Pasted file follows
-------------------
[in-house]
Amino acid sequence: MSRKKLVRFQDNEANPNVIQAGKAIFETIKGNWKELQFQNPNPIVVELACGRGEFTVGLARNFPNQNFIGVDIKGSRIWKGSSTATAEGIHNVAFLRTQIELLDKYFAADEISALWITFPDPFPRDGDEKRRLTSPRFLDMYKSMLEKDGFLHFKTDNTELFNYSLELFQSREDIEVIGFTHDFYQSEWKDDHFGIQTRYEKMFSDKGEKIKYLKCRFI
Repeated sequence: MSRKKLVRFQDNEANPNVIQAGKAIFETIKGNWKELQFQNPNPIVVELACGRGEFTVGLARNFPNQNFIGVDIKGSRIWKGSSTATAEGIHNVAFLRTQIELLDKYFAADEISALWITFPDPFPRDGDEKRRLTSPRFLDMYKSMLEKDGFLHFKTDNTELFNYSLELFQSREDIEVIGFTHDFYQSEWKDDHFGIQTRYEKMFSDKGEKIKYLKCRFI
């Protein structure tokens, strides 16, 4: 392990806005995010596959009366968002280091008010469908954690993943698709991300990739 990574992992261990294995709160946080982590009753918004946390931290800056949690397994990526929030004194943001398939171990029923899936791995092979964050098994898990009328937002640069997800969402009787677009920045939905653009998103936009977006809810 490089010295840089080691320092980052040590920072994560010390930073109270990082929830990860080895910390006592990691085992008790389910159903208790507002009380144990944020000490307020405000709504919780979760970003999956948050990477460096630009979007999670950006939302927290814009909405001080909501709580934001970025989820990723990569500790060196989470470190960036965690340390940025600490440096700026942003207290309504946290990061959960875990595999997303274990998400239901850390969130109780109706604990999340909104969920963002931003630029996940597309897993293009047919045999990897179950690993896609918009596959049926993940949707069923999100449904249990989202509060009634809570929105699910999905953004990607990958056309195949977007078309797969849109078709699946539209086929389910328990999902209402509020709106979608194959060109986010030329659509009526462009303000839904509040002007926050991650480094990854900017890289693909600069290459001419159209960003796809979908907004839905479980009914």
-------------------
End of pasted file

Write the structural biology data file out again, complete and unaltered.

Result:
[in-house]
Amino acid sequence: MSRKKLVRFQDNEANPNVIQAGKAIFETIKGNWKELQFQNPNPIVVELACGRGEFTVGLARNFPNQNFIGVDIKGSRIWKGSSTATAEGIHNVAFLRTQIELLDKYFAADEISALWITFPDPFPRDGDEKRRLTSPRFLDMYKSMLEKDGFLHFKTDNTELFNYSLELFQSREDIEVIGFTHDFYQSEWKDDHFGIQTRYEKMFSDKGEKIKYLKCRFI
Repeated sequence: MSRKKLVRFQDNEANPNVIQAGKAIFETIKGNWKELQFQNPNPIVVELACGRGEFTVGLARNFPNQNFIGVDIKGSRIWKGSSTATAEGIHNVAFLRTQIELLDKYFAADEISALWITFPDPFPRDGDEKRRLTSPRFLDMYKSMLEKDGFLHFKTDNTELFNYSLELFQSREDIEVIGFTHDFYQSEWKDDHFGIQTRYEKMFSDKGEKIKYLKCRFI
């Protein structure tokens, strides 16, 4: 392990806005995010596959009366968002280091008010469908954690993943698709991300990739 990574992992261990294995709160946080982590009753918004946390931290800056949690397994990526929030004194943001398939171990029923899936791995092979964050098994898990009328937002640069997800969402009787677009920045939905653009998103936009977006809810 490089010295840089080691320092980052040590920072994560010390930073109270990082929830990860080895910390006592990691085992008790389910159903208790507002009380144990944020000490307020405000709504919780979760970003999956948050990477460096630009979007999670950006939302927290814009909405001080909501709580934001970025989820990723990569500790060196989470470190960036965690340390940025600490440096700026942003207290309504946290990061959960875990595999997303274990998400239901850390969130109780109706604990999340909104969920963002931003630029996940597309897993293009047919045999990897179950690993896609918009596959049926993940949707069923999100449904249990989202509060009634809570929105699910999905953004990607990958056309195949977007078309797969849109078709699946539209086929389910328990999902209402509020709106979608194959060109986010030329659509009526462009303000839904509040002007926050991650480094990854900017890289693909600069290459001419159209960003796809979908907004839905479980009914």